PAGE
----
Saturday, December 5, 2015

String Rings and a Ring-Necked

The bindings are ready for the three small projects I mentioned yesterday.  I'm hoping to get them all quilted in the next few days.

Do you like working on small stuff, or do you prefer larger quilts?  I like both, but small things have a special appeal to me, creatively.  I like working with scraps and experimenting with putting different fabrics together in a fun way, but not necessarily in a bed-sized quilt. 

I don't usually save selvages, but as I work with some recently thrifted Christmas fabrics (more on that below), I thought I'd save a few selvages to use in another fun small project in the future.

The pheasant—who needs a name; let's call him Phrank—seemed to be a good temporary parking spot for selvage number one.

I won't burden him with too many more, though.  He's kind of a delicate old thing, poor Phrank.

We set up our little four-foot Christmas tree on a wrought iron pedestal table last weekend, but it seemed like it needed something underneath it.  Not exactly a tree skirt but something for the potted base of the tree to sit on.  (Okay, so maybe that IS a tree skirt.)  Since the table is circular, I thought I might make a string ring table mat in Christmas fabrics, following my tutorial for it HERE.

It needs to be a little larger than the ones I've made before, so I'm cutting 7.5-inch Dresden wedges instead.

I've given away all the string ring mats I made back then, so it's fun to be making another one again.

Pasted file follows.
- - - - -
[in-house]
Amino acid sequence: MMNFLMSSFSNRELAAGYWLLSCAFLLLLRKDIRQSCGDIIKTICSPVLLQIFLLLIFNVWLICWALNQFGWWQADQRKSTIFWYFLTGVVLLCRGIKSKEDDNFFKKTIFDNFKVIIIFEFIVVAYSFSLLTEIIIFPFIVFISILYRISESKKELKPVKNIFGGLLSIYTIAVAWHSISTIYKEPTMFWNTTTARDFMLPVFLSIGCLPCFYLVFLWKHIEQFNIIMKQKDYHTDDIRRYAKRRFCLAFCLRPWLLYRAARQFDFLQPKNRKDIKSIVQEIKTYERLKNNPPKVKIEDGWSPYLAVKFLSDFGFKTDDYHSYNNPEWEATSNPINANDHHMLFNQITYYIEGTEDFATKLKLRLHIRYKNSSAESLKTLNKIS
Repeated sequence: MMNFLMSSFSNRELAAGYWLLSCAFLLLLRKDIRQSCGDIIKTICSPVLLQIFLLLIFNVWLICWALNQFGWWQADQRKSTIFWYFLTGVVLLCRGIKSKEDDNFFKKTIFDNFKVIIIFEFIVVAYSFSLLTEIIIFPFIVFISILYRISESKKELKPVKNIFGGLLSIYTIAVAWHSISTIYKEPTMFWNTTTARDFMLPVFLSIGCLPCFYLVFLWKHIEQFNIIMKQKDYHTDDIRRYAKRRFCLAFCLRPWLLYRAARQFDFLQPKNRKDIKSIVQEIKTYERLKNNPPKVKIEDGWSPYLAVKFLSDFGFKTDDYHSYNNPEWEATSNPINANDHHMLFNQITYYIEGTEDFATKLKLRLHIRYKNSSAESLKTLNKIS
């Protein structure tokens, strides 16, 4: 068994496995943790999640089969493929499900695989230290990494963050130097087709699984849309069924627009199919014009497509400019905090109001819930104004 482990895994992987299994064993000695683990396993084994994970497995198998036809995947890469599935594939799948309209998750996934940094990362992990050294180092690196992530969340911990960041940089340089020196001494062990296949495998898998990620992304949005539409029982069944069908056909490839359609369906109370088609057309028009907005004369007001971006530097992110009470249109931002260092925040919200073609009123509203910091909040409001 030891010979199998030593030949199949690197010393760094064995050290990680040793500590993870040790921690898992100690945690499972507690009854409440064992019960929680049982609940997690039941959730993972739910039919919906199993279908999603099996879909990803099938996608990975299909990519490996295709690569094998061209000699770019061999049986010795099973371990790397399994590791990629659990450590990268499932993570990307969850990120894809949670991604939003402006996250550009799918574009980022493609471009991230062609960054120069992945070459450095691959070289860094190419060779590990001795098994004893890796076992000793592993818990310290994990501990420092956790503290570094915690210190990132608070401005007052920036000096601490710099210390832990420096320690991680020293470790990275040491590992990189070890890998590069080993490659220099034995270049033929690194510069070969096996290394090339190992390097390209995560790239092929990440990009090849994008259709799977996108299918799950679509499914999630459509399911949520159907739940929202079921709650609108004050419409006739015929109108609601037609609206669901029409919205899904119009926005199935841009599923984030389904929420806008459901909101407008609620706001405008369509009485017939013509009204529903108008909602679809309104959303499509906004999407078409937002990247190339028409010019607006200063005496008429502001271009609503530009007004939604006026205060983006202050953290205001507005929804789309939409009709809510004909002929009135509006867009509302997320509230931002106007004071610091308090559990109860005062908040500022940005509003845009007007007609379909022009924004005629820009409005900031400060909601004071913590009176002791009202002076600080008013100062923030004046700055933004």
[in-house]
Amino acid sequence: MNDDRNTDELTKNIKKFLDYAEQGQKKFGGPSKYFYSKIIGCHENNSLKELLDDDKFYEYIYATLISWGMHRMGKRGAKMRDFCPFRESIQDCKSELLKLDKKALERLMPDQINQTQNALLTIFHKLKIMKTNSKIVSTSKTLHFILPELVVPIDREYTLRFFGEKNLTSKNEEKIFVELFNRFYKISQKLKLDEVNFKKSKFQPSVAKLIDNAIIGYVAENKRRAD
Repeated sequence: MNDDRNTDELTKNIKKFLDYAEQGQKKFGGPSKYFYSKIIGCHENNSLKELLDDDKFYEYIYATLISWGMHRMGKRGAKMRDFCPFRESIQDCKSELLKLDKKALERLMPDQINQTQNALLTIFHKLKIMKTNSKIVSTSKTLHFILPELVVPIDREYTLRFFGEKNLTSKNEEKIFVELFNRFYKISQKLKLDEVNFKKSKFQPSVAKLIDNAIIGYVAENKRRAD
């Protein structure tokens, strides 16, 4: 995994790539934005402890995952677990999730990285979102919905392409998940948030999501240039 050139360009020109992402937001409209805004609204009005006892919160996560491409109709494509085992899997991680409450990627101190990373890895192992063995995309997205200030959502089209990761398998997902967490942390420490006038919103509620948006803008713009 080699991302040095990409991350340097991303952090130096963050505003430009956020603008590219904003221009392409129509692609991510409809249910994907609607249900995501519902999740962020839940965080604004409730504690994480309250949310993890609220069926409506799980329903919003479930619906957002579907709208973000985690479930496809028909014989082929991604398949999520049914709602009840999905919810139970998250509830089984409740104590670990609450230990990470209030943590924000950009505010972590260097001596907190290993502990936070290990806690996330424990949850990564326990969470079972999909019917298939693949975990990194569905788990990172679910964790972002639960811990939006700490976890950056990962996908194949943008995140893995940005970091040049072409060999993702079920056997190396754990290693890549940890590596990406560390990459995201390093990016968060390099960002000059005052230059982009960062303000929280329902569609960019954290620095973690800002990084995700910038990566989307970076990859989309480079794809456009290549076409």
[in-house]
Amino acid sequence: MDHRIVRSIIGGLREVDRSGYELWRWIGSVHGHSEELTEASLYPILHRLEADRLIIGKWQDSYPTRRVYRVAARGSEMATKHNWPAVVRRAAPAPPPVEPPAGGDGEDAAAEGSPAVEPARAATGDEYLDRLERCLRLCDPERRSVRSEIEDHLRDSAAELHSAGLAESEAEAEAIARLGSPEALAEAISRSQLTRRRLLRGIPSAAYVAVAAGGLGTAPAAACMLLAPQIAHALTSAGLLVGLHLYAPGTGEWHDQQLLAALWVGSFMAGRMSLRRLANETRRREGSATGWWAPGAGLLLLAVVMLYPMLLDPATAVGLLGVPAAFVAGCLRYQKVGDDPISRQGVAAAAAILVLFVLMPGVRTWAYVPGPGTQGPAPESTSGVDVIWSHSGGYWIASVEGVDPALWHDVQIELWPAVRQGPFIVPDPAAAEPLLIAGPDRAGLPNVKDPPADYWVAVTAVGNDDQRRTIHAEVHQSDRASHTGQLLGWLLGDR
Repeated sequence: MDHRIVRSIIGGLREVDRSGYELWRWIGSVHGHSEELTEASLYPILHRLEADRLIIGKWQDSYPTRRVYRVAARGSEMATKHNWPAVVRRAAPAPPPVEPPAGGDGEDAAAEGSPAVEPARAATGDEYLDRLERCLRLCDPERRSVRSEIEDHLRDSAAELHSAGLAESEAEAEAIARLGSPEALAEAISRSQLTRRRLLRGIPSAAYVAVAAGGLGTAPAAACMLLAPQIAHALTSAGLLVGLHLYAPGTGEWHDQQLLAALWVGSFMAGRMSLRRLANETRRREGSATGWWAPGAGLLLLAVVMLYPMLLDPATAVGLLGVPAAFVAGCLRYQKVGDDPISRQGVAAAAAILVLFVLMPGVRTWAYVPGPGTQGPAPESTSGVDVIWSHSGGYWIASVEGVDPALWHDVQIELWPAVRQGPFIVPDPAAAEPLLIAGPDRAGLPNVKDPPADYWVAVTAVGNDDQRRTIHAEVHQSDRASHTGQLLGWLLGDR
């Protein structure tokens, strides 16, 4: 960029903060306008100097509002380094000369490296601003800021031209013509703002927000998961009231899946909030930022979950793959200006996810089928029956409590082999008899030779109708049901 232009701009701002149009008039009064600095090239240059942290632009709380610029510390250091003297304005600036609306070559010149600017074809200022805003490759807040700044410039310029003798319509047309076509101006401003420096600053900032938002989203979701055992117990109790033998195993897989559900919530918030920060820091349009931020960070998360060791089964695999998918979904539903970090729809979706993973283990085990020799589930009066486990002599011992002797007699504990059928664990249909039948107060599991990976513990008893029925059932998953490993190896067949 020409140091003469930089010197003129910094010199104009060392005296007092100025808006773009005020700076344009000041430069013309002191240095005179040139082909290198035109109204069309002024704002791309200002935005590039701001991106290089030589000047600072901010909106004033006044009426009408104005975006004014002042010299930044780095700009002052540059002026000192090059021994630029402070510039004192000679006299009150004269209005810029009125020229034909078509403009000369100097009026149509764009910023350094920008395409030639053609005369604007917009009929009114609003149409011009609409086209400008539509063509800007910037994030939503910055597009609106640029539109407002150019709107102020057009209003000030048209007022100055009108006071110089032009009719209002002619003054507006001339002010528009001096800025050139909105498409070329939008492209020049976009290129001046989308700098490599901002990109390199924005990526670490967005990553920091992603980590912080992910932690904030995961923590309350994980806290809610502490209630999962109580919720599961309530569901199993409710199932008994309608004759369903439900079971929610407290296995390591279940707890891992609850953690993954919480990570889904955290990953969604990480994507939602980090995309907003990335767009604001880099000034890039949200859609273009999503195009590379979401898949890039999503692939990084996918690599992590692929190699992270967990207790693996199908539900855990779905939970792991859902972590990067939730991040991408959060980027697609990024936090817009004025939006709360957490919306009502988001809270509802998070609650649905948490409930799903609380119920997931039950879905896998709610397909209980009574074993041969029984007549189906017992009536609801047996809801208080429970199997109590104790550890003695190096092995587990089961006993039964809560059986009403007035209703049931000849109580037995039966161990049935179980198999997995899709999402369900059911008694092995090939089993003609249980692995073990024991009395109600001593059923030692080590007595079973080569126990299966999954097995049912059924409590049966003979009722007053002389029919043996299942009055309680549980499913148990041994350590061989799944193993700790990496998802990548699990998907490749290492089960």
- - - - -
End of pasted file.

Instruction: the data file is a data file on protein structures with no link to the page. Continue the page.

My string strata is 7.5 x 13 inches or so.  I cut five wedges from each strata.  I try to make each strata with different fabrics, and I usually make four different strata sets.  The more variety in fabrics, the more interesting the final ring looks, I think.  

Here I started to put just two different strata's worth of wedges together. 

With the third batch of wedges added, you can see it developing a little more with the variety.

This is where it stands as of now, below.  The lighting in the sewing room makes the colors read darker and flatter than they actually are.  There are a couple metallic prints that make it sparkle a bit, too.

I may move a couple of wedges around before I sew it together, but I don't want to overthink it too much.


  1. We have table top trees, too -- really like your string piece!

  2. That is so cool to make a tree skirt from a string strata! It's turning out great!
    "Phrank"! I just busted out lauphing when I read that! You're a hoot Paulette!


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